In Davis, we held on the merits of the criminal appeal that evidence had been admitted based upon a search warrant containing material false statements. We remanded for a Franks v. Delaware hearing on the knowledge of the officer preparing the affidavit. When the district court on remand held that the false information was not material, or in any event, that any error in admitting the evidence was harmless, the district court reached conclusions inconsistent with our decision on appeal and hence with the terms of our remand. We reversed because of that inconsistency and in order to preserve the integrity of the appellate process.


This result was required in Davis because district courts are not free to decide issues on remand that were previously decided either expressly or by necessary implication on appeal. Liberty Mutual Insurance Co. v. Equal Employment Opportunity Commission, 691 F.2d 438, 441 (9th Cir.1982). See also, Stephens v. F/V Bonnie Doon, 731 F.2d 1433, 1435 (9th Cir.1984), in which we defined the permissible scope of trial court proceedings on remand after a decision by an appellate court. We stated that "the mandate is controlling as to all matters within its compass, but leaves the district court any issue not expressly or impliedly disposed of on appeal." A rule requiring a trial court to follow an appellate court's directives that establish the law of a particular case is necessary to the operation of a hierarchical judicial system. See 18 C. Wright, A. Miller & E. Cooper, Federal Practice and Procedure Sec. 4478 at 788 (1981).


Such a rule applies, however, only with respect to issues previously determined by the appellate court. It has no application here, since no appellate decision had issued on the merits. In this case, at the time of the remand the only appellate decision was to abort the appeal at the request of one party and the district court in order to pave the way for further evidentiary proceedings. Assuming that the district court then expanded the scope of those proceedings beyond that originally contemplated by all concerned at the time of the remand, no principles associated with the doctrine of law of the case precluded such expansion; the findings and conclusions of the district court on remand could not have been in conflict with any previous decision of this court. Hence, no law of the case fettered the discretion of the district court in admitting and evaluating additional evidence.


We do not hold that the district court is always free to expand upon the terms of a remand that occurs before the appellate court decides an appeal. In some situations the district court must follow carefully the terms of a narrowly tailored remand even though it takes place at a very early stage in an appeal. For example, following a criminal conviction, double jeopardy considerations dictate such supervision to avoid the impermissible retrial of matters previously determined.


No double jeopardy considerations apply here, however, for this is not a review of a criminal conviction. The appellant in this case is seeking review of an extradition proceeding. The Supreme Court has analogized such a hearing to a preliminary hearing on criminal charges, a stage before jeopardy attaches. See Charlton v. Kelly, 229 U.S. 447, 461, 33 S.Ct. 945, 949, 57 L.Ed. 1274 (1913). Principles of res judicata do not apply, Hooker v. Klein, 573 F.2d 1360, 1368 (9th Cir.), cert. denied, 439 U.S. 932, 99 S.Ct. 323, 58 L.Ed.2d 327 (1978), and the Government is free to reinstitute an extradition request after it has been denied in a first extradition proceeding. In re Mackin, 668 F.2d 122, 128 (2d Cir.1981); Hooker, 573 F.2d at 1367 and n. 7. Thus, the Government may pursue extradition in repeated proceedings until it is successful.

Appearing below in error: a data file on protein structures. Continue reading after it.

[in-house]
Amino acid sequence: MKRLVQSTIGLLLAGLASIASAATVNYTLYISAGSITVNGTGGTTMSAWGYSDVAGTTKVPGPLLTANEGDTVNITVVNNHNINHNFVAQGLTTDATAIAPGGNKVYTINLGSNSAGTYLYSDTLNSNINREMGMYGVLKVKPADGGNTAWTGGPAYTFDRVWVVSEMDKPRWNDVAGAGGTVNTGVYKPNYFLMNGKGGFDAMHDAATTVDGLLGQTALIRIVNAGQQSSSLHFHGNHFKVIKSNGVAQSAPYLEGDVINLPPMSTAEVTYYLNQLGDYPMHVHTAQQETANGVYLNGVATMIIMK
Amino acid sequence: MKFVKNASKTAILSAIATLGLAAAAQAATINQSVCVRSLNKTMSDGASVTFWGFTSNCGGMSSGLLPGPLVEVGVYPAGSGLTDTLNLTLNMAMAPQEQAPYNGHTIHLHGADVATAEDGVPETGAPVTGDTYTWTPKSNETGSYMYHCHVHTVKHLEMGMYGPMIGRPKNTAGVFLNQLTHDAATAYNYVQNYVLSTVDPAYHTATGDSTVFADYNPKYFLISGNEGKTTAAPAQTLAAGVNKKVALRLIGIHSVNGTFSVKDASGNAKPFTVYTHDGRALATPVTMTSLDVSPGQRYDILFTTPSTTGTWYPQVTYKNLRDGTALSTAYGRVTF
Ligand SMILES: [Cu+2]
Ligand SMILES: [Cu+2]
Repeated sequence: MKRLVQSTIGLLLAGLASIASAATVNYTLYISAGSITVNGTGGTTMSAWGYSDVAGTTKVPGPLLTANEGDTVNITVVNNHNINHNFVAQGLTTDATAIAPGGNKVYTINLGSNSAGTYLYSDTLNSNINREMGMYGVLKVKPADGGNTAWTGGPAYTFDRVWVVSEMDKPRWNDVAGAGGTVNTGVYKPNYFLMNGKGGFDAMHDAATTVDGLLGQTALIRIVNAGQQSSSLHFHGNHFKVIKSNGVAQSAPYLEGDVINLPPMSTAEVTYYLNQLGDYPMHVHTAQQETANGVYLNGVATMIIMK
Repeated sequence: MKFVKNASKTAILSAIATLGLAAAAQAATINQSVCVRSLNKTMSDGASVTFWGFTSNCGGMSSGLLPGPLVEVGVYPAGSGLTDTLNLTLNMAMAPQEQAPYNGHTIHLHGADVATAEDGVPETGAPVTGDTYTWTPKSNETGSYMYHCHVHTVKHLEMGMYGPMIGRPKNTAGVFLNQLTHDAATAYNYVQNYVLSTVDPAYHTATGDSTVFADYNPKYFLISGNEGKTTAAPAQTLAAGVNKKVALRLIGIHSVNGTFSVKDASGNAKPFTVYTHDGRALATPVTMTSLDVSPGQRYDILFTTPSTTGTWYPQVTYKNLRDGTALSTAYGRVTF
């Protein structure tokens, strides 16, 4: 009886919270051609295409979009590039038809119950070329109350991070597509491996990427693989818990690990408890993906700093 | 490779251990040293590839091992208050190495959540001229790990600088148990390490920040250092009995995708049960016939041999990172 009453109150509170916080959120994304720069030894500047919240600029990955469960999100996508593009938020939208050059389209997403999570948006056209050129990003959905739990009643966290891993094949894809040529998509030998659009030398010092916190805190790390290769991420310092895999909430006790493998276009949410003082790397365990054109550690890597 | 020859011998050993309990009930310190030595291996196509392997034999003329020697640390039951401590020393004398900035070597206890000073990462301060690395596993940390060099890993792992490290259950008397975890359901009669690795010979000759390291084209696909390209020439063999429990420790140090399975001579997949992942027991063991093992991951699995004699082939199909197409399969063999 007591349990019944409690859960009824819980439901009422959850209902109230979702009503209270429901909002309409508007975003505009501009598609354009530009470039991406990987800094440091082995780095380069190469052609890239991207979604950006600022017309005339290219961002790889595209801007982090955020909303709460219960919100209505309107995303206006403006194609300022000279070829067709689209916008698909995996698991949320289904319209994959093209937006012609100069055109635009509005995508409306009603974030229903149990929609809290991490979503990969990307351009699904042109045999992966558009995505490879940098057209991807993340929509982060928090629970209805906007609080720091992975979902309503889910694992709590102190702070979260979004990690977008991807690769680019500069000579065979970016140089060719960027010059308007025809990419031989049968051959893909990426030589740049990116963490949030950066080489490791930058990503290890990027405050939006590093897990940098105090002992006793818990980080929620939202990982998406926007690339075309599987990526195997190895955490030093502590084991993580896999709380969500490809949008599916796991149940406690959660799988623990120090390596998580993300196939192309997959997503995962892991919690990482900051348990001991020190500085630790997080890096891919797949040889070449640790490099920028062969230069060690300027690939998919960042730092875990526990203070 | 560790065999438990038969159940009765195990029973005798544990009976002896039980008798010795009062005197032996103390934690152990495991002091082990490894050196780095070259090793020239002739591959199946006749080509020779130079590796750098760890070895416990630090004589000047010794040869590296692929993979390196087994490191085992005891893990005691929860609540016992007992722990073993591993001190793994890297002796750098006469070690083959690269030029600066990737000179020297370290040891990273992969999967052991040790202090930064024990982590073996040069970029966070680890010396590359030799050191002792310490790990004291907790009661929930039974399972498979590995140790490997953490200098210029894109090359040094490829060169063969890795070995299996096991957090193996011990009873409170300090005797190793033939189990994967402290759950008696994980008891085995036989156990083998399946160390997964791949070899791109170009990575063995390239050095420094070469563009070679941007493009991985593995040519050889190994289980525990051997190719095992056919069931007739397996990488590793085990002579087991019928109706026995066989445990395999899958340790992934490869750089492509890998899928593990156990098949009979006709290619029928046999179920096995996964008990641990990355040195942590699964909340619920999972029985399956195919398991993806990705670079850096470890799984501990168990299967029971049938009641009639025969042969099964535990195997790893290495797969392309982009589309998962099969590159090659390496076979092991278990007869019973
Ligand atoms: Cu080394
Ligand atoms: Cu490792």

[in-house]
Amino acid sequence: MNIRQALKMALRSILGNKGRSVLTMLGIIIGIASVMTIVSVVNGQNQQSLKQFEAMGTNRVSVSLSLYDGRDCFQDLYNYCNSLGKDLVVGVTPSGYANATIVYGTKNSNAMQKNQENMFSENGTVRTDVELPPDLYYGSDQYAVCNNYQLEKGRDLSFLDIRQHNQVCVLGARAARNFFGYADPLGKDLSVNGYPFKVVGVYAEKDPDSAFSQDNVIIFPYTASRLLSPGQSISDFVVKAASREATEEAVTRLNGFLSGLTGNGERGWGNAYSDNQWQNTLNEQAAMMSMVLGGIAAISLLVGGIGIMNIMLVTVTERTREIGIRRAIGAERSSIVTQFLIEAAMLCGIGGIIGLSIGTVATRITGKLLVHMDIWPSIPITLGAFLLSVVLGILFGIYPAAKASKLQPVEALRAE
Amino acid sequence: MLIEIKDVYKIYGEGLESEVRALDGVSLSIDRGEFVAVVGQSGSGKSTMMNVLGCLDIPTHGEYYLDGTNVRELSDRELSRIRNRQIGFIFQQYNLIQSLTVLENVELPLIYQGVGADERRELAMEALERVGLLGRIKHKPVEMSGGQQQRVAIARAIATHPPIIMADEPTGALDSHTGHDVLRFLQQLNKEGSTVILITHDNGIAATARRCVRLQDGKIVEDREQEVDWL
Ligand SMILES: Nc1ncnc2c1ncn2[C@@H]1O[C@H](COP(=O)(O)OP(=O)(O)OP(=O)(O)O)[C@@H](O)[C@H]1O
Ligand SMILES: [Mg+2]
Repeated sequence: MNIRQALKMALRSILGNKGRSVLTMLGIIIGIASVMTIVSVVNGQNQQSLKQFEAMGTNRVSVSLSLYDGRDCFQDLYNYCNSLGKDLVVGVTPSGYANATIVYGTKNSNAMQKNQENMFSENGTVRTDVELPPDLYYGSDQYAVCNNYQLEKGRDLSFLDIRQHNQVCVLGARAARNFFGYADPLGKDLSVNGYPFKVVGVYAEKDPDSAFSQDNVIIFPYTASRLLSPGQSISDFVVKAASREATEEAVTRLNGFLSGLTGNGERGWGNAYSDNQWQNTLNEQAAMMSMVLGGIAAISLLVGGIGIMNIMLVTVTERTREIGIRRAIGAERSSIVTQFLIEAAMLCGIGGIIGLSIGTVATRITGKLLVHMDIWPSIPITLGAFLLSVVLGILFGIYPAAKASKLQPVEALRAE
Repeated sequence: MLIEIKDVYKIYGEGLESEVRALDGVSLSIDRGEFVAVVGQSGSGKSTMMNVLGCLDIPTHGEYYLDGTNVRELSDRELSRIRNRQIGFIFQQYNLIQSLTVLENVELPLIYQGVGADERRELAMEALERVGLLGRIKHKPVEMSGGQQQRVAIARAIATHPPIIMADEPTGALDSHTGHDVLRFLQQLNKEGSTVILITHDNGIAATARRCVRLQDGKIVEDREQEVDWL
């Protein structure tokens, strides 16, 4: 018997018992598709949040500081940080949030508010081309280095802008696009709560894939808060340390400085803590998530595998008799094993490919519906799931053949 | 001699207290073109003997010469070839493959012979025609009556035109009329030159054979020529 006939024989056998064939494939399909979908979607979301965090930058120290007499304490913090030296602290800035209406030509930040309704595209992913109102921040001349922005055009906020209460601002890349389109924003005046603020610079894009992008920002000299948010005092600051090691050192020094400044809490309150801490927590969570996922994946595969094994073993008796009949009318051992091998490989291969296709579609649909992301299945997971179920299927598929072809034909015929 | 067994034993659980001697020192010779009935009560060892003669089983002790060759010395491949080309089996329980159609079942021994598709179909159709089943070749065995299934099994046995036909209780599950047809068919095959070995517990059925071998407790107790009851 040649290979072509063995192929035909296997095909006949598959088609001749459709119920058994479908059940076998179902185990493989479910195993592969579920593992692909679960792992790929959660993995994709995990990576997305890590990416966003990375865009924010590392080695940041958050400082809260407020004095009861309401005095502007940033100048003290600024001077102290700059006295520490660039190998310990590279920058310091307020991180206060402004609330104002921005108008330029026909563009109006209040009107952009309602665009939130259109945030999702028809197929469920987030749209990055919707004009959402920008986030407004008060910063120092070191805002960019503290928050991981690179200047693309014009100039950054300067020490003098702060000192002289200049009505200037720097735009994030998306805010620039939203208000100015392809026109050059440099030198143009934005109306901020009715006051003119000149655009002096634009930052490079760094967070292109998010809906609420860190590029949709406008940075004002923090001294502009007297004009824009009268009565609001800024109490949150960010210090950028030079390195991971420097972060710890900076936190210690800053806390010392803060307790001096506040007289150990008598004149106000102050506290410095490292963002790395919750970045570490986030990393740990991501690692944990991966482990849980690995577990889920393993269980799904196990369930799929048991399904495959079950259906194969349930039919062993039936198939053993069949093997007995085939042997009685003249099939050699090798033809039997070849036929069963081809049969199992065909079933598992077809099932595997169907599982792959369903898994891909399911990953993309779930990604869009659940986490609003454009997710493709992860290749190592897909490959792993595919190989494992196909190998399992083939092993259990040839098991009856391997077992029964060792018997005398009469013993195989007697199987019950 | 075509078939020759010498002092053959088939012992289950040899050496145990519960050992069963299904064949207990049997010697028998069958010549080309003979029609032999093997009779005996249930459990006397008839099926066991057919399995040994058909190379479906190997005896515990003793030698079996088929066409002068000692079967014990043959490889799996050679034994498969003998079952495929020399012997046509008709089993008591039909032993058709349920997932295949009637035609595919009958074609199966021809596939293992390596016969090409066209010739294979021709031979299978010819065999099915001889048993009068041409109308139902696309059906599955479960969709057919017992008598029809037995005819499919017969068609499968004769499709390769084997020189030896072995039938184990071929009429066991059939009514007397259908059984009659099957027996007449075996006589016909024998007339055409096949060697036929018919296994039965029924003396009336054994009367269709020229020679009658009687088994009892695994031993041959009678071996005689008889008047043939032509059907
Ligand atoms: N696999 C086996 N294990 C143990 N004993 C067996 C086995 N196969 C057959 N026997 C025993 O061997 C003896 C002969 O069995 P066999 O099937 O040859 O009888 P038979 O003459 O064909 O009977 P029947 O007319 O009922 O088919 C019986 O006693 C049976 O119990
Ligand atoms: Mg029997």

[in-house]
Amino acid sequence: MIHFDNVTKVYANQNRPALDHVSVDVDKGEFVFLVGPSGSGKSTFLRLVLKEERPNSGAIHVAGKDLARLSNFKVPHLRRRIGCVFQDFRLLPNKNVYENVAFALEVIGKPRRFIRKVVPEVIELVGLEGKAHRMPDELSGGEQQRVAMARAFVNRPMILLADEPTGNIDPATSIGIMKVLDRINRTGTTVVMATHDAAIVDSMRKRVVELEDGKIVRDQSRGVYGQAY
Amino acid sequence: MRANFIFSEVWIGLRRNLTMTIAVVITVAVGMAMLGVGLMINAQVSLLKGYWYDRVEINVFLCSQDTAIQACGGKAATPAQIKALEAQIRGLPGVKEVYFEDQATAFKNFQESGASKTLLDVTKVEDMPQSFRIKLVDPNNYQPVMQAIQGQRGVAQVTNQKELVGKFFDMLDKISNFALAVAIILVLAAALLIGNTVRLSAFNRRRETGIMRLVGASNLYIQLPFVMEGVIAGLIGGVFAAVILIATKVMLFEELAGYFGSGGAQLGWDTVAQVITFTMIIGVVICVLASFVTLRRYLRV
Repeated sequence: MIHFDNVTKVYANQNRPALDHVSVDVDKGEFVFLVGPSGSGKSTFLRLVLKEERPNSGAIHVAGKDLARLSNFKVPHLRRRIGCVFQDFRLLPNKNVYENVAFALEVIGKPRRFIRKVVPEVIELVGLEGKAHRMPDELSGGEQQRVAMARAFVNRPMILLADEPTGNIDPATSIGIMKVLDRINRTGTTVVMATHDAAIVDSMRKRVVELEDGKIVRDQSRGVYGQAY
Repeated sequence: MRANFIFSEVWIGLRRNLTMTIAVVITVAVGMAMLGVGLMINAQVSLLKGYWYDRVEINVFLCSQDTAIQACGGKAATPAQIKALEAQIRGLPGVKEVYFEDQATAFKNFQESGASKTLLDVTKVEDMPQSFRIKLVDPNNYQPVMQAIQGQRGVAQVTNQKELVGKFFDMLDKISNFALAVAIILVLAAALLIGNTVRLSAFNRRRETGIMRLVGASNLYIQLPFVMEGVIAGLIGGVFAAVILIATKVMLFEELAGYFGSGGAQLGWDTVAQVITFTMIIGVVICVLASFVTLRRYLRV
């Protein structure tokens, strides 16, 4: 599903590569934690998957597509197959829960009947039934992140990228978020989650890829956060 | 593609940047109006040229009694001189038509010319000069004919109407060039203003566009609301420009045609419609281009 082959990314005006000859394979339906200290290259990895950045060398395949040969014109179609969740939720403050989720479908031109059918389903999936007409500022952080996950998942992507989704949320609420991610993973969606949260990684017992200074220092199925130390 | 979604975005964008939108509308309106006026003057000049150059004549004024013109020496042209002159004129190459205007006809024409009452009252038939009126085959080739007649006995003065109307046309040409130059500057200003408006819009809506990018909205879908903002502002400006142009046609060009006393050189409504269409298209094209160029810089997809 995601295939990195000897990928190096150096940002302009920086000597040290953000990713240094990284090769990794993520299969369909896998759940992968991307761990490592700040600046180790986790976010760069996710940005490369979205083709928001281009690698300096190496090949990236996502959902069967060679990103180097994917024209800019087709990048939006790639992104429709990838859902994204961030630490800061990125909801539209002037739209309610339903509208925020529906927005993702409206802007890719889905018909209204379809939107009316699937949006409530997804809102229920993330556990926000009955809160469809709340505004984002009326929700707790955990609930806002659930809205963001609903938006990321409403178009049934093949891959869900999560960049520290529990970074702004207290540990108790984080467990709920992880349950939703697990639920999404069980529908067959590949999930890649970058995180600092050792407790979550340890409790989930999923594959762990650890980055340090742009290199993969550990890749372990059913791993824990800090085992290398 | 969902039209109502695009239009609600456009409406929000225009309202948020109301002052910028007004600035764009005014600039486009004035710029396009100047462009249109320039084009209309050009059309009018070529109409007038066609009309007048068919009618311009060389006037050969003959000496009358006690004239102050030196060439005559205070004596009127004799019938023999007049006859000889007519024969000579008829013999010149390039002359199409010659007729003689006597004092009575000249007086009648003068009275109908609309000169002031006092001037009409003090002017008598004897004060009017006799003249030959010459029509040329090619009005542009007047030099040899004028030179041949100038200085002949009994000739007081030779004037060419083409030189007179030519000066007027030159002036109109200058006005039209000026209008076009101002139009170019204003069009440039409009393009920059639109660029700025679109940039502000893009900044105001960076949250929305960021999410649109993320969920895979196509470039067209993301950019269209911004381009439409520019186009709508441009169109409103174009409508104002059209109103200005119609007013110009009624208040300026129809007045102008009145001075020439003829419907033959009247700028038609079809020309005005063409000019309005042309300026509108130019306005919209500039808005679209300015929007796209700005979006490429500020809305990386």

We therefore hold that the district court did not impermissibly exceed the scope of the remand and that it was well within the court's discretion to consider additional affidavits to determine the true facts underlying the issues before it. A trial court should have discretion to consider evidence in all matters within its jurisdiction unless there is some threatened interference with protections afforded criminal defendants or a disruption of the judicial system's orderly operation. Neither was a consideration in this case.


The appellant also argues that the magistrate should not have ordered extradition unless the evidence showed him guilty beyond a reasonable doubt, analogizing an international extradition hearing to a preliminary hearing. However, this circuit has previously considered, and squarely rejected, the adoption of a probable cause standard that would require a finding of guilt beyond a reasonable doubt in extradition proceedings. Quinn v. Robinson, 783 F.2d 776, 815 (9th Cir.), cert. denied, --- U.S. ----, 107 S.Ct. 271, 93 L.Ed.2d 247 (1986). Instead, we use the lesser standard set forth by the Supreme Court in Fernandez v. Phillips, 268 U.S. 311, 312, 45 S.Ct. 541, 542, 69 L.Ed. 970 (1925): "whether there was any evidence warranting the finding that there was a reasonable ground to believe the accused guilty." See, e.g., Matter of Extradition of Kraiselburd, 786 F.2d 1395, 1399 (9th Cir.), cert. denied, --- U.S. ----, 107 S.Ct. 586, 93 L.Ed.2d 588 (1986); Valencia v. Limbs, 655 F.2d 195, 198 (9th Cir.1981).


The appellant's contention that the evidence is insufficient is similarly without merit. The district court concluded that sufficient evidence existed as to 73 of the 74 counts charged. In addition to appellant's 80% ownership of the business allegedly involved in the bank fraud and appellant's active involvement in its management, the supporting evidence on each count ranged from one individual's affidavit to nine affidavits plus exhibits.